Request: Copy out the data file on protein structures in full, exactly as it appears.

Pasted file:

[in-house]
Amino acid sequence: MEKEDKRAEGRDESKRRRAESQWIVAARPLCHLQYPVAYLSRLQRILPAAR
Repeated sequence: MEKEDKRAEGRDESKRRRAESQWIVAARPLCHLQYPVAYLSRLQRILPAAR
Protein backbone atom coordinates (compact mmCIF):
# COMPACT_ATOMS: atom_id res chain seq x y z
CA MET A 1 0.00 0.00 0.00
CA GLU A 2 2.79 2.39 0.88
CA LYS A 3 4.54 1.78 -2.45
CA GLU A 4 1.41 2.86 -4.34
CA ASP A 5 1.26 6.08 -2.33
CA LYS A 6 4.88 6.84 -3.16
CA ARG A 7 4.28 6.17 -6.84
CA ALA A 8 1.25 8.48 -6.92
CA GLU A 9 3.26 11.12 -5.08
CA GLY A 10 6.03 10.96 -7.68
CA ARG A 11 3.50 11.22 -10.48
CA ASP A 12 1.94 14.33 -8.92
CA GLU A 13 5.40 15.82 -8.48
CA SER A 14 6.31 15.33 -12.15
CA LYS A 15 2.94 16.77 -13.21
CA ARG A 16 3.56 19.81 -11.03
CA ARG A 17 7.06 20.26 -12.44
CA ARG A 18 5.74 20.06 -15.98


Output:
[in-house]
Amino acid sequence: MEKEDKRAEGRDESKRRRAESQWIVAARPLCHLQYPVAYLSRLQRILPAAR
Repeated sequence: MEKEDKRAEGRDESKRRRAESQWIVAARPLCHLQYPVAYLSRLQRILPAAR
Protein backbone atom coordinates (compact mmCIF):
# COMPACT_ATOMS: atom_id res chain seq x y z
CA MET A 1 0.00 0.00 0.00
CA GLU A 2 2.79 2.39 0.88
CA LYS A 3 4.54 1.78 -2.45
CA GLU A 4 1.41 2.86 -4.34
CA ASP A 5 1.26 6.08 -2.33
CA LYS A 6 4.88 6.84 -3.16
CA ARG A 7 4.28 6.17 -6.84
CA ALA A 8 1.25 8.48 -6.92
CA GLU A 9 3.26 11.12 -5.08
CA GLY A 10 6.03 10.96 -7.68
CA ARG A 11 3.50 11.22 -10.48
CA ASP A 12 1.94 14.33 -8.92
CA GLU A 13 5.40 15.82 -8.48
CA SER A 14 6.31 15.33 -12.15
CA LYS A 15 2.94 16.77 -13.21
CA ARG A 16 3.56 19.81 -11.03
CA ARG A 17 7.06 20.26 -12.44
CA ARG A 18 5.74 20.06 -15.98